Shirtless Swagger

The boys of Cleves had swagger. With their shirts off, backs straight and shoulders rocking to the beat of a pendulum, they took lengthy, authoritative strides down Miami Avenue. They were kings in beltless second-hand blue jeans. It was an ostentatious swagger. A swagger that crowed “Don’t mess with us. Not one of us.”

As a kid, I’d hunker down in the back seat of the family car whenever we pulled up to the stoplight on Miami. Their shirtless swagger deeply intimidated me. It also mesmerized me. I wanted what they had. I needed what they had. At the time, the fundamental organizing principle of my life was fear. Being out in the world was overwhelming for me. I was always standing behind adults, holding the hands of adults, and peeking out from behind adults. I was undersized. Too gentle. And, I felt like prey. I was prey. I needed a way to keep the world at arm’s length.

I needed a swagger.

Come seventh grade some of those boys from Cleves would befriend me and begin instructing me in the ways of the swagger. Some of it had to do with learning how to endure physical pain without crying. Then there was learning how to air box. But the fundamental teaching I received was in the “I’ll step to you” stare. Namely, how to stare at passersby and hold their gaze until they flinched; that is, broke the eye-lock first. For example, the preppy boys in middle school had their own swagger. Yet, whenever they crossed paths with the boys of Cleves, their collar-popping-swagger would wither. It was not just the preps. Everyone got the “I’ll step to you” stare. It did not matter if they were bigger or older. The boys from Cleves did not flinch. They would rather take a beating than break eye-contact first.  

Ultimately, those boys from Cleves would become my best friends and I would learn how to hold my presence in their presence. Their presence was powerful – full of pulsating waves of I-know-who-I-am energy that pushed back against the world. It pushed back against me. And, early on in our friendship, I would retreat. That was the problem with my life. And that’s the gift they gave me – the ability to push back against them, against the world. When we were together, I could relax and bask in our self-made bubble of certitude. Man, I loved being near them. And, by high school, I had a crew made up of those boys from Cleves, a couple boys from Frogtown (who had their own kind of swagger) and my boys from Miami Heights. I also had a swagger. It never reached the height of shirtless. Well, sometimes it did; but, never the height of walking-down-Miami-Avenue-shirtless.

My swagger gave me certainty. It gave me the space I needed to learn how to hold my own in this world. And, once I learned how to hold my own, it gave me the courage to enter into world. However, once I was in the world, it also made it difficult for me to meet the world. And, I’m not just talking about meeting other people. I was so full of swaggering certainty that I could not meet the future, the universe, the whole mystery of life itself. I was living in a false kingdom with brittle limits that extended out as far as the edge of town but not much farther.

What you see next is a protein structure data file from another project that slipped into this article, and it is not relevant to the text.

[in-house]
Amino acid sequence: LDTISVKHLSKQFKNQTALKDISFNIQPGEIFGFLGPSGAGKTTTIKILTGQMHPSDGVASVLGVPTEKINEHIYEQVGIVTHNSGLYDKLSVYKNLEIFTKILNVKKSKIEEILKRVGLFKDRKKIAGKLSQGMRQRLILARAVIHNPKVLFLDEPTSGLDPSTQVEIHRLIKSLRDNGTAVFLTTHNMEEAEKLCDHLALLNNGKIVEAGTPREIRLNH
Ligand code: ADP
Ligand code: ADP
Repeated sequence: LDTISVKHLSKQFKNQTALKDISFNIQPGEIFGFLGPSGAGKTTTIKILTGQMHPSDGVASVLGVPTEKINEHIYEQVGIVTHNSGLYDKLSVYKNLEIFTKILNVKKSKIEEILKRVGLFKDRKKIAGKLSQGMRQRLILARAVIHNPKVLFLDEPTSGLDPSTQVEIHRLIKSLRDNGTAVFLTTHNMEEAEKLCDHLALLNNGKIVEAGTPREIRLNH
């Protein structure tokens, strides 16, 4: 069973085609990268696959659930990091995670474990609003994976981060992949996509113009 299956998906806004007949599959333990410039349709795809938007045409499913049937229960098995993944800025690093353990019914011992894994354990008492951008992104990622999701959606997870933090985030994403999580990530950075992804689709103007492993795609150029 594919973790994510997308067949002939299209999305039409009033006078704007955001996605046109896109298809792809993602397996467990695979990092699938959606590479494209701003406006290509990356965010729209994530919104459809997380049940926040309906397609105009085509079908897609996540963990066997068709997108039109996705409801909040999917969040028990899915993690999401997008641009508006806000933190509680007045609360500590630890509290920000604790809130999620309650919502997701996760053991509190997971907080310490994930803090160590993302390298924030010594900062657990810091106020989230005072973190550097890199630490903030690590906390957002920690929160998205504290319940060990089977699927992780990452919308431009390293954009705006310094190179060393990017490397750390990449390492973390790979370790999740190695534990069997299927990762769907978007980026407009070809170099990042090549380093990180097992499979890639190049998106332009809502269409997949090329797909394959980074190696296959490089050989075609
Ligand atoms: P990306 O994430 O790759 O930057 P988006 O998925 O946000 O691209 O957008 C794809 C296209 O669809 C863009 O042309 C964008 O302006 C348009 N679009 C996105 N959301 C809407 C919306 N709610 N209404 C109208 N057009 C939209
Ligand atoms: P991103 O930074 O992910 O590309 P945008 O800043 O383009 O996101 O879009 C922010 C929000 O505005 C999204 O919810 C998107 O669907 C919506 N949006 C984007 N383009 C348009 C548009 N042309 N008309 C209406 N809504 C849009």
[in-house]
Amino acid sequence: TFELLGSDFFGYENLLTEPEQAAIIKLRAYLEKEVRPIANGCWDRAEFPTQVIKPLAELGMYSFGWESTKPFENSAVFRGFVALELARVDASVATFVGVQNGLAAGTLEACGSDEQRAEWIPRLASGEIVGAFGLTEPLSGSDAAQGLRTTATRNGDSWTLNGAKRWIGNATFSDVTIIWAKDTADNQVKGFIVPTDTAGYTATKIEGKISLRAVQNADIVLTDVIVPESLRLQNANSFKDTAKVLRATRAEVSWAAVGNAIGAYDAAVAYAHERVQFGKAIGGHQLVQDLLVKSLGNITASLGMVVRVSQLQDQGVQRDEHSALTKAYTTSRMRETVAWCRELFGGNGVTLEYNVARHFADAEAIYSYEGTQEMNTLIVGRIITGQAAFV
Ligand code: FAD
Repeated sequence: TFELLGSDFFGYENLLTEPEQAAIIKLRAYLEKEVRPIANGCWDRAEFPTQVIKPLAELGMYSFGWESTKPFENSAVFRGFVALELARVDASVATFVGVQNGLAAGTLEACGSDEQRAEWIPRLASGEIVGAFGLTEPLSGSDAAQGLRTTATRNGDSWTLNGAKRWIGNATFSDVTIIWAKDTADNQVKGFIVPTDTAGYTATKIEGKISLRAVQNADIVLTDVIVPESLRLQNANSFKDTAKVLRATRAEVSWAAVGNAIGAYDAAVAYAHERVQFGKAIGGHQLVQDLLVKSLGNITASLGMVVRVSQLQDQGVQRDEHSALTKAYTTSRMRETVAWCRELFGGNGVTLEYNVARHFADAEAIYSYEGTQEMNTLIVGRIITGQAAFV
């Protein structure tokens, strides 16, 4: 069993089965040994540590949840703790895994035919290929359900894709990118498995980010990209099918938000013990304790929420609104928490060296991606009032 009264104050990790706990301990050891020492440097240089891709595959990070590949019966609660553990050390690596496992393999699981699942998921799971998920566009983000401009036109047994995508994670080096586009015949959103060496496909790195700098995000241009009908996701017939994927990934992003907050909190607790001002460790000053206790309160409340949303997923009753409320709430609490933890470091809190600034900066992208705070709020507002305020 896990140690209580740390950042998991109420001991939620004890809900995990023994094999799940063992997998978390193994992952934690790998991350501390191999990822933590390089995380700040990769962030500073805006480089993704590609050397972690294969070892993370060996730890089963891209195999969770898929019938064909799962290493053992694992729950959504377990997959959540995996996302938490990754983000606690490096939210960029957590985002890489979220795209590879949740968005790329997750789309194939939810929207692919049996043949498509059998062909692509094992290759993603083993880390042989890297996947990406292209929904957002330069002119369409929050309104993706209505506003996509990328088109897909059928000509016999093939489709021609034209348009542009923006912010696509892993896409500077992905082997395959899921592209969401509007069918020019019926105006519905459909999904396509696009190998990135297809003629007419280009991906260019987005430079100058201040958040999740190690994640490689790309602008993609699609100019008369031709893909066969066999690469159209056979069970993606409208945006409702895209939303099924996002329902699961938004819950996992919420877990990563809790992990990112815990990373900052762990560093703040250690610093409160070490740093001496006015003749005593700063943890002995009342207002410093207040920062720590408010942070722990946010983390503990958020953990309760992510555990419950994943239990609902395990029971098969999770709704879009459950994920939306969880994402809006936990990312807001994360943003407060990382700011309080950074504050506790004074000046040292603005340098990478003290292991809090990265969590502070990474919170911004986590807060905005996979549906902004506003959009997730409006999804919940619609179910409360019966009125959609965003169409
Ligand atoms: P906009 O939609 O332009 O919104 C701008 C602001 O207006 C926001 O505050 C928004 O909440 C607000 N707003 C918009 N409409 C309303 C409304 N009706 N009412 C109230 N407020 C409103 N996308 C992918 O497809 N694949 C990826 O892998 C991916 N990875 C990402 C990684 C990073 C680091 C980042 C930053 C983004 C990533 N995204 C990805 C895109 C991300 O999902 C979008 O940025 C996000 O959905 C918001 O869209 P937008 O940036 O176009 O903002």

So, in college, I set aside my swagger. I wanted to be fully open to the world. There was so much I wanted to learn. So many people I wanted to meet. And, at Earlham, I found thoughtful conversations partners and conversations full of listening, considering and learning with and from one another. The kinds of conversations that only arise when those participating are open to the delicate process of mutual modification. This process takes a great deal of care. However, in my PhD program and during my early years of academia, I found conversations with others to be difficult. Sometimes, during a conversation, I could feel the edges of my kingdom, my inner citadel, crumbling. And, sometimes my conversation partner would sense this and pull back. However, there were many times (too many), when my conversation partner would sense this and seek my submission. I’m ashamed to admit this; but, a lot of the times I submitted.

I was a human without a swagger in a world of billions. I needed it back. And, I got it back. But this time no air boxing was needed. Just a lot of deep and difficult internal work.

Now, I still run into zero-sum conversation partners in academia and the wider world. But, nowadays, when they seek my submission, I just give them a “Made in Cleves” eye-lock. That takes care of matters. And, just so we’re clear, using the eye-lock is not about me being insecure about not knowing things and being wrong on things. I don’t know plenty. And, I’m plenty wrong, plenty of the time. It’s about honoring the inescapable fact that we are all imperfect, incomplete, still-learning human beings deserving of dignity.

A good human does not seek another’s submission.

A good swagger is a beautifully-balanced admixture of forward-facing permeability and “I’ll step to you” solidity.

A good swagger is life-giving.


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Thanks. – shawn

PS One of the things on my bucket list is to swagger shirtless down Miami Avenue. Yes, I’m a grown man. But grown men bisected Miami Avenue with bare-chested laughing ease as well. And, not just men. One time, in my grandma’s trailer park, a bit farther down the road from Cleves, this lady…well, let’s just say that my mom didn’t move fast enough to cover my eyes.